Domestic players excited at the prospect of playing the Women’s T20 Challenge

Kaushiik Paul
18 Aug 2020
Domestic players excited at the prospect of playing the Women’s T20 Challenge

From L-R: Jasia Akhtar, Sushree Dibyadarshini, Komal Zanzad. © Women's CricZone

The announcement by the BCCI to stage the Women’s T20 Challenge in UAE alongside the men's IPL came as a boon to a lot of local cricketers. With domestic matches suspended from March and no clarity what the truncated season will look like, board President Sourav Ganguly’s decision on August 2 came as a morale booster to several who had almost given up hope of playing this season.

It has been announced that the tournament will stick to the three-team format played in 2019 with a total of four games. While the fixtures and the squads are yet to be announced, Women’s CricZone spoke to a few players who were a part of the Women’s T20 Challenge last year about the impact of the announcement.

“Honestly, this is one of the good news of 2020 for me,” Odisha and India A spinner Sushree Dibyadarshini said. “It also brought the motivation factor that we are getting to play at least in this situation when the whole world is suffering.”

“I have been training at my local club, Jagruti Cricket Academy, since the lockdown has relaxed and this news made me feel that I need to work hard to be match fit. I personally didn’t think that the women’s event will be held this year. So when BCCI is thinking for us during this crisis situation we also have to repay their faith on us,” said Dibyadarshini, who turned out for Velocity last year.

Many international stars have expressed their displeasure at the scheduling of the tournament which happens to clash with Australia's Women’s Big Bash League (WBBL). While the T20 Challenge is slated to take place between November 1-10, the WBBL will start from October 17 with the final on November 29. Dibyadarshini believes the clash of the dates is unmanageable but the event will definitely miss the Australian participation like last year.

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“These (things) are not in our hands. If you see we didn’t have any Australian players last year either. This year, because of the clash of the dates, many top players will be missing, but at the same time it gives a chance to others who haven’t played in the tournament. The impact of Australians not playing in the Women’s T20 Challenge was felt last year and the same will happen this time too,” she added.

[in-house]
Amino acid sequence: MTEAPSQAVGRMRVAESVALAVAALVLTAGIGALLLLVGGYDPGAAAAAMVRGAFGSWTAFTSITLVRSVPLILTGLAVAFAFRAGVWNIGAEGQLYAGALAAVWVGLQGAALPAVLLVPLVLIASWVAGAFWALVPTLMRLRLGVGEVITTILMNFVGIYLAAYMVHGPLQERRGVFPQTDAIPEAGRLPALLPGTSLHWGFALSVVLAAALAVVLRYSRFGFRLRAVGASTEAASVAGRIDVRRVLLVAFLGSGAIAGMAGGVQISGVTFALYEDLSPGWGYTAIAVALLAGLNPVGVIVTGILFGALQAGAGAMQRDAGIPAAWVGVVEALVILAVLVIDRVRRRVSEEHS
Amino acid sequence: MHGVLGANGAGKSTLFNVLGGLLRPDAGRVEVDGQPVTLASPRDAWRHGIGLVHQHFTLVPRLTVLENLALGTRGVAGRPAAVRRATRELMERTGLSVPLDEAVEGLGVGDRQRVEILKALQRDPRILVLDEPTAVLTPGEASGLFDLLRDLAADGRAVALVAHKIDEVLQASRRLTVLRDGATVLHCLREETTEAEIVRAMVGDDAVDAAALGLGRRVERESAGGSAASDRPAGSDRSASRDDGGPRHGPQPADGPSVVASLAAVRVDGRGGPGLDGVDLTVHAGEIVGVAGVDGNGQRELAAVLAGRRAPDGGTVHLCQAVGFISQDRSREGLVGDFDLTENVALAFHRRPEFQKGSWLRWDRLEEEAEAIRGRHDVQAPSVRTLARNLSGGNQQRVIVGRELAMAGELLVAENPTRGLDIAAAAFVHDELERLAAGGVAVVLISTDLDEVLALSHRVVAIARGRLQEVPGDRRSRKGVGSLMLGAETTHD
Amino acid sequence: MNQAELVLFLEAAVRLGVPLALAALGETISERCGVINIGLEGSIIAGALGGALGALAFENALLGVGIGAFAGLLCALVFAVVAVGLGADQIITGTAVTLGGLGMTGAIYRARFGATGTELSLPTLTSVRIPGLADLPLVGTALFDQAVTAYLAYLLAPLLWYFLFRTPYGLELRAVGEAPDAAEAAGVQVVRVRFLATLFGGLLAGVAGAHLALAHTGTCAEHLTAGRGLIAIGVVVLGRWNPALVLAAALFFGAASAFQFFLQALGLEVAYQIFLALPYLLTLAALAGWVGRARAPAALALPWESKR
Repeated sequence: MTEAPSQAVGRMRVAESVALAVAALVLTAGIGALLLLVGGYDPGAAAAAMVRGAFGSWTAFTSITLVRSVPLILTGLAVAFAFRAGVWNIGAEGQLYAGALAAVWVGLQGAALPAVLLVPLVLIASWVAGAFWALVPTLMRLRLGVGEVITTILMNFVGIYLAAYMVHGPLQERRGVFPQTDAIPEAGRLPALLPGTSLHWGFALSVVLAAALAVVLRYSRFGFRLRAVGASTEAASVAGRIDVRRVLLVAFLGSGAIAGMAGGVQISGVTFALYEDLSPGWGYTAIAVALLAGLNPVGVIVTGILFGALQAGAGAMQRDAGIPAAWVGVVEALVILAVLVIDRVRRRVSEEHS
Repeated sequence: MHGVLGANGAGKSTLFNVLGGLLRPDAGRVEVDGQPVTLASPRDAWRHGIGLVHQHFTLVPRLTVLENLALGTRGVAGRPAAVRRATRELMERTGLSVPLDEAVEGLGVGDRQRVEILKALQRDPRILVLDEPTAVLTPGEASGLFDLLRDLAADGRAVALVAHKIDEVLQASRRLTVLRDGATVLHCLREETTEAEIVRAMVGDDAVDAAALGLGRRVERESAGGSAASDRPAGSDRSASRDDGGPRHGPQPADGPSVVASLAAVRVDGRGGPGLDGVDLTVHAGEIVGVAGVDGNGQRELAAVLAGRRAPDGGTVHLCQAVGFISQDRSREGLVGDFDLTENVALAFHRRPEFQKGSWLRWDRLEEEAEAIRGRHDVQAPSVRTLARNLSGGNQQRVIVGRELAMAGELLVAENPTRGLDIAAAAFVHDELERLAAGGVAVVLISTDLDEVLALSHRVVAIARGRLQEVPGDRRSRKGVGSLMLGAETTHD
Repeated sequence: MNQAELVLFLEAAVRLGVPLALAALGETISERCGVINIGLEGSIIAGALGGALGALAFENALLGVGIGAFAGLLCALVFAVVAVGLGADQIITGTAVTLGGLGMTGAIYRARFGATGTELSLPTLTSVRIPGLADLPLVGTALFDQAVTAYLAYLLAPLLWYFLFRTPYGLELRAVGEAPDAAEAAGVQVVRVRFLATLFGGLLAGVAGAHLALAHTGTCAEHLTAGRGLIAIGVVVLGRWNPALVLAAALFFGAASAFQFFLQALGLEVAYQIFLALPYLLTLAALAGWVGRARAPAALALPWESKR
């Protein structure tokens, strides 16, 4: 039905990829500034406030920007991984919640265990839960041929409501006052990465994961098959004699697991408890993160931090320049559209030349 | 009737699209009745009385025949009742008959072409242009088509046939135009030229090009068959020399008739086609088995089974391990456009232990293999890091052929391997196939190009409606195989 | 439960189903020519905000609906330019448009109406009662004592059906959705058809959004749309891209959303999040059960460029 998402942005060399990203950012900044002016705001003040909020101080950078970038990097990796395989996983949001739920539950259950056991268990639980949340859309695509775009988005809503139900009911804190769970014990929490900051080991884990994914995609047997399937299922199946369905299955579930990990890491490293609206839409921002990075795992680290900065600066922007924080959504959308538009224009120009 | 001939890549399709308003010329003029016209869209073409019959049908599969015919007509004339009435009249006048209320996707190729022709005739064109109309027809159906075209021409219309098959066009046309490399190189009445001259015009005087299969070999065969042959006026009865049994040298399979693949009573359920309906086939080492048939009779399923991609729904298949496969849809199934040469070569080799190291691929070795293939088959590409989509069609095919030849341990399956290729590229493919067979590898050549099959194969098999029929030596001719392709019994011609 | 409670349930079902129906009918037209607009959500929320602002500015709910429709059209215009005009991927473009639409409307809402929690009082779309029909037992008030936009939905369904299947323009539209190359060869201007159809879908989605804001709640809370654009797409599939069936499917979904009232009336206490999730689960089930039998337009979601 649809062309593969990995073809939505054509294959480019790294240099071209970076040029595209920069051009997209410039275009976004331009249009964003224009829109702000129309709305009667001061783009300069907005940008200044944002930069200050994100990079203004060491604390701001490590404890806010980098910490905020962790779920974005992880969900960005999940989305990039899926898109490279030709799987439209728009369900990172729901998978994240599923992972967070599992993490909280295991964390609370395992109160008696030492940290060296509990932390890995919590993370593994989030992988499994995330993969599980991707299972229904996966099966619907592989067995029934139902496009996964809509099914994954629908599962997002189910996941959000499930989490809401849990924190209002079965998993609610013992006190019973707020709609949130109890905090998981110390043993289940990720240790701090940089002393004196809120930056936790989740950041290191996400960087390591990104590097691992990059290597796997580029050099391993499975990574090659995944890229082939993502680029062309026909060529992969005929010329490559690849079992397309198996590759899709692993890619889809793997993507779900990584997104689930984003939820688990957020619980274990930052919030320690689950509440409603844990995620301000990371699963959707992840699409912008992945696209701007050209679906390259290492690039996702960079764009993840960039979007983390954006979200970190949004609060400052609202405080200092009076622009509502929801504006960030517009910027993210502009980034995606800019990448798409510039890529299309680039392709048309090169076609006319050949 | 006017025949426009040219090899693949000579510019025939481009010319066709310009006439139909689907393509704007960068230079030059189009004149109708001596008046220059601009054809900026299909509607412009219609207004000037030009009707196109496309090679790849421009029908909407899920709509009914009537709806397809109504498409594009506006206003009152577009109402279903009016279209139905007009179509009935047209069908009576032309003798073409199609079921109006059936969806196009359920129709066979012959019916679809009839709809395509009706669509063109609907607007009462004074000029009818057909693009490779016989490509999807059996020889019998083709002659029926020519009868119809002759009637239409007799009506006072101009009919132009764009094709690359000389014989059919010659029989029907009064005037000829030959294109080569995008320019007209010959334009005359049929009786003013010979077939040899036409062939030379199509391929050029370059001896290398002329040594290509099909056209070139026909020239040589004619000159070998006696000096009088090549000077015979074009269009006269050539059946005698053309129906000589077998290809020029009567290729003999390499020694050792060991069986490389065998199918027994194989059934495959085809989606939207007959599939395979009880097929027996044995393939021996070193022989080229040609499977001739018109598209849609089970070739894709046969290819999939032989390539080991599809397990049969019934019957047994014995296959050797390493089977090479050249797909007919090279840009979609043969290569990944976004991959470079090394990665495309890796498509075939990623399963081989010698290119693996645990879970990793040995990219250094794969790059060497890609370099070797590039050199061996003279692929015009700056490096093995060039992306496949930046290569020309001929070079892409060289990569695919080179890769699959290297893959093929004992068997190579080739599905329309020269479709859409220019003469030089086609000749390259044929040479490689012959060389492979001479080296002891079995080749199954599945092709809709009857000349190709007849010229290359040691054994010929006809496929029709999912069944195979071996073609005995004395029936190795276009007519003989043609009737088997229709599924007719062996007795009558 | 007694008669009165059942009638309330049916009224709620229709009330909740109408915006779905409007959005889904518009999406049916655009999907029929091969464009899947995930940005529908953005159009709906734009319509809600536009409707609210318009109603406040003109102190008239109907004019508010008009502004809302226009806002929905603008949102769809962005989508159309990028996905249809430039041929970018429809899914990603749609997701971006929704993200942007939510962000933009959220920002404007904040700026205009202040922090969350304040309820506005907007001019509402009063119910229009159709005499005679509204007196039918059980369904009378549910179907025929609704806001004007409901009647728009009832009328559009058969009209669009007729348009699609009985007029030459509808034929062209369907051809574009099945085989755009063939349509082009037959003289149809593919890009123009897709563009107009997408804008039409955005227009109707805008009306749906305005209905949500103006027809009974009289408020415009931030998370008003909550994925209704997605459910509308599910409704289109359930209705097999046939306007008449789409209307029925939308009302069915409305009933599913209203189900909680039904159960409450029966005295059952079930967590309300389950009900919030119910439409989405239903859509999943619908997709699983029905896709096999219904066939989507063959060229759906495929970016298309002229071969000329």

Meanwhile, for someone like Jasia Akhter, the Women’s T20 Challenge is a gateway to the Indian national side.

“In Asia, there is not much hype with women’s cricket but the decision that BCCI president Sourav Ganguly took, it gives the domestic players a platform to perform and make way into the senior Indian team,” said the Srinagar-born Akhter, who was a member of Trailblazers squad last season, and was recently named in Punjab's domestic contract list.

Vidarbha left-arm pacer Komal Zanzad, who played for Velocity last year, also echoed her teammate Dibyadarshini's thoughts, besides stating that the tournament helps a player to grow in a lot of ways.

“We weren’t expecting the Women’s T20 challenge will happen at a time when the BCCI is putting all its efforts in hosting the men’s IPL. But when Sourav Ganguly announced, it was like, ‘wow, they are focusing on women’s cricket too’,” said Zanzad.

“I learned a lot from them (foreign players), particularly the way they enjoy the game. How they handle pressure situations, and every time they were so cool. I used to follow Jahanara Alam in the nets, the way she used her variations, it was good to watch her.”